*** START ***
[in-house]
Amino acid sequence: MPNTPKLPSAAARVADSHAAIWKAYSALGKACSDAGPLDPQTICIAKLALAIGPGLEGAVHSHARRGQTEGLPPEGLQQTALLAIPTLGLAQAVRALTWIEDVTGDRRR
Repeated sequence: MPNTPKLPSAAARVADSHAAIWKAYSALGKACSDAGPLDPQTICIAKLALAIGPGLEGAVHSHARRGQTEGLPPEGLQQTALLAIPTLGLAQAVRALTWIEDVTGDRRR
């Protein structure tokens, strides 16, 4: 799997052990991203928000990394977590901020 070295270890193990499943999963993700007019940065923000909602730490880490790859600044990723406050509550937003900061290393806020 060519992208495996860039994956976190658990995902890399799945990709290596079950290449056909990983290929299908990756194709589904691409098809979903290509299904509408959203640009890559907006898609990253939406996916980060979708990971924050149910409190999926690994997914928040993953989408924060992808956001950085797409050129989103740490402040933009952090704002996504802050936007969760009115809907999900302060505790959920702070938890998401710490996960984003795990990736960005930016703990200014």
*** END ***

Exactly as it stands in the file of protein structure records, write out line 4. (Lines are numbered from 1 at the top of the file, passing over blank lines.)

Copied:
């Protein structure tokens, strides 16, 4: 799997052990991203928000990394977590901020 070295270890193990499943999963993700007019940065923000909602730490880490790859600044990723406050509550937003900061290393806020 060519992208495996860039994956976190658990995902890399799945990709290596079950290449056909990983290929299908990756194709589904691409098809979903290509299904509408959203640009890559907006898609990253939406996916980060979708990971924050149910409190999926690994997914928040993953989408924060992808956001950085797409050129989103740490402040933009952090704002996504802050936007969760009115809907999900302060505790959920702070938890998401710490996960984003795990990736960005930016703990200014």